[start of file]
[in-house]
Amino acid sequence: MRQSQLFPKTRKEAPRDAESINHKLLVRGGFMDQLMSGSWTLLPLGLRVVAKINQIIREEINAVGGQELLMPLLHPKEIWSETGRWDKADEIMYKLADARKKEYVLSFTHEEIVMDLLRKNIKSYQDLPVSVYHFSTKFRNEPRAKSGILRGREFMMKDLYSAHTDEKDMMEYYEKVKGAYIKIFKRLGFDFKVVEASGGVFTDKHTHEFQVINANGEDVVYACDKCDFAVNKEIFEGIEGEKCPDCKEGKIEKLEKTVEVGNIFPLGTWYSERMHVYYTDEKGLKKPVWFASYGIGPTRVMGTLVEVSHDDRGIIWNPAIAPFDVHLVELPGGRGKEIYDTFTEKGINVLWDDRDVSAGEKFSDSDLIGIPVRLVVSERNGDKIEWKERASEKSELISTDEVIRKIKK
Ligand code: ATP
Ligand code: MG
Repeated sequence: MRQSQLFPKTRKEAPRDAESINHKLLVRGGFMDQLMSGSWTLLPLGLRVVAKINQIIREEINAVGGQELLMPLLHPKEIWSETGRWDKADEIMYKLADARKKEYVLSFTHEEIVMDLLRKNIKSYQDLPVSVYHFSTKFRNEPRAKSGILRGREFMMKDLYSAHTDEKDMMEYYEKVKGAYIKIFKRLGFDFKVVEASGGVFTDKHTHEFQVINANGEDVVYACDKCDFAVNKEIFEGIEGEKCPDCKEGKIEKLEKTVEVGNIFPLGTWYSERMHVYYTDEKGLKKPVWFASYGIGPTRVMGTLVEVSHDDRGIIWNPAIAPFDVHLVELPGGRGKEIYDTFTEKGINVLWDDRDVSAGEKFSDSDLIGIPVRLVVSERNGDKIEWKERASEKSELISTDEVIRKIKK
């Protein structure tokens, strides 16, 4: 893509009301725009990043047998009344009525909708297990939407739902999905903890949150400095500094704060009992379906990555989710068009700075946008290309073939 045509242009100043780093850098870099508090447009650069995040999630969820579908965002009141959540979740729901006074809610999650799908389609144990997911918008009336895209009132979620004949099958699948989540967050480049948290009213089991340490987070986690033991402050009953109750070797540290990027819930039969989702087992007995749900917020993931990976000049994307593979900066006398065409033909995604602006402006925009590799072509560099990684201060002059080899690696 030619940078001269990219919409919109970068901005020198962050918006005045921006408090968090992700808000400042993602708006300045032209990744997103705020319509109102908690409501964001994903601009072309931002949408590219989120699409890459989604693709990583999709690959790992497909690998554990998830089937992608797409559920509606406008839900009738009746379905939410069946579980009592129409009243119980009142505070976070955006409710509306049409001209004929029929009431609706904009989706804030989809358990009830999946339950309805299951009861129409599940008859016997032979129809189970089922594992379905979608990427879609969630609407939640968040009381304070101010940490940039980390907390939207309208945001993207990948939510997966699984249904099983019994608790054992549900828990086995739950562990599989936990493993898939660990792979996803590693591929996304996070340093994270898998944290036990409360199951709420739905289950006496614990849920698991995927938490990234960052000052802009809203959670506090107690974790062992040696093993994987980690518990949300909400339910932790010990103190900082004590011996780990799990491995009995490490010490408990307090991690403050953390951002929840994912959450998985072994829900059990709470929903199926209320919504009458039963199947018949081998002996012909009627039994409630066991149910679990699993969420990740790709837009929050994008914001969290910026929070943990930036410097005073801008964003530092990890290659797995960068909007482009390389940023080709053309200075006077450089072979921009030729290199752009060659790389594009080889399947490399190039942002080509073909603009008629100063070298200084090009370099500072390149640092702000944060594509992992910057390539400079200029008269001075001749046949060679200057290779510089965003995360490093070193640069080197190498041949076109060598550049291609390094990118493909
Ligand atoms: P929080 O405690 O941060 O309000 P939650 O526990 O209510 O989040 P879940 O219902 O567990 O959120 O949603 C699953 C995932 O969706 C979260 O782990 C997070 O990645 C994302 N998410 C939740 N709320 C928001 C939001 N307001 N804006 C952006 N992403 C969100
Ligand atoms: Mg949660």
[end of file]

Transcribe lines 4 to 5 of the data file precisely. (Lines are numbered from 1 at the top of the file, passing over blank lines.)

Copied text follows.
Ligand code: MG
Repeated sequence: MRQSQLFPKTRKEAPRDAESINHKLLVRGGFMDQLMSGSWTLLPLGLRVVAKINQIIREEINAVGGQELLMPLLHPKEIWSETGRWDKADEIMYKLADARKKEYVLSFTHEEIVMDLLRKNIKSYQDLPVSVYHFSTKFRNEPRAKSGILRGREFMMKDLYSAHTDEKDMMEYYEKVKGAYIKIFKRLGFDFKVVEASGGVFTDKHTHEFQVINANGEDVVYACDKCDFAVNKEIFEGIEGEKCPDCKEGKIEKLEKTVEVGNIFPLGTWYSERMHVYYTDEKGLKKPVWFASYGIGPTRVMGTLVEVSHDDRGIIWNPAIAPFDVHLVELPGGRGKEIYDTFTEKGINVLWDDRDVSAGEKFSDSDLIGIPVRLVVSERNGDKIEWKERASEKSELISTDEVIRKIKK